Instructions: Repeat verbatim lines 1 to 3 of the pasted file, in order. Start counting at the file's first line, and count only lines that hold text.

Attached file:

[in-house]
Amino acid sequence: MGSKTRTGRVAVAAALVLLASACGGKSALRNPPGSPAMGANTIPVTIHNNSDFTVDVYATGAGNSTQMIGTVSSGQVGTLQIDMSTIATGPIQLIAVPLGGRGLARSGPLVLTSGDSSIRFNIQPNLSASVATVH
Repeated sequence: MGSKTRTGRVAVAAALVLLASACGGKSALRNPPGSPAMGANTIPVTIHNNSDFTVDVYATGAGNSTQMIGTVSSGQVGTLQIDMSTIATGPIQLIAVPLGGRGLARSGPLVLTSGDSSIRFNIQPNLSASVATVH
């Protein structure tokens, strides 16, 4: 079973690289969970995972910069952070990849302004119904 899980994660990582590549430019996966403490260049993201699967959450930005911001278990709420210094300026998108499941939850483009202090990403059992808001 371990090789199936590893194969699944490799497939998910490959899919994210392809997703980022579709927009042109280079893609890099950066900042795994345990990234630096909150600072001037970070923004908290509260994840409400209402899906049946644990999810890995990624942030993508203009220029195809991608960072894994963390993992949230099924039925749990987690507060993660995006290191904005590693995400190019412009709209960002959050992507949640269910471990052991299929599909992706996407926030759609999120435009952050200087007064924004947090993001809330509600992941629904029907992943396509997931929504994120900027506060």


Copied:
[in-house]
Amino acid sequence: MGSKTRTGRVAVAAALVLLASACGGKSALRNPPGSPAMGANTIPVTIHNNSDFTVDVYATGAGNSTQMIGTVSSGQVGTLQIDMSTIATGPIQLIAVPLGGRGLARSGPLVLTSGDSSIRFNIQPNLSASVATVH
Repeated sequence: MGSKTRTGRVAVAAALVLLASACGGKSALRNPPGSPAMGANTIPVTIHNNSDFTVDVYATGAGNSTQMIGTVSSGQVGTLQIDMSTIATGPIQLIAVPLGGRGLARSGPLVLTSGDSSIRFNIQPNLSASVATVH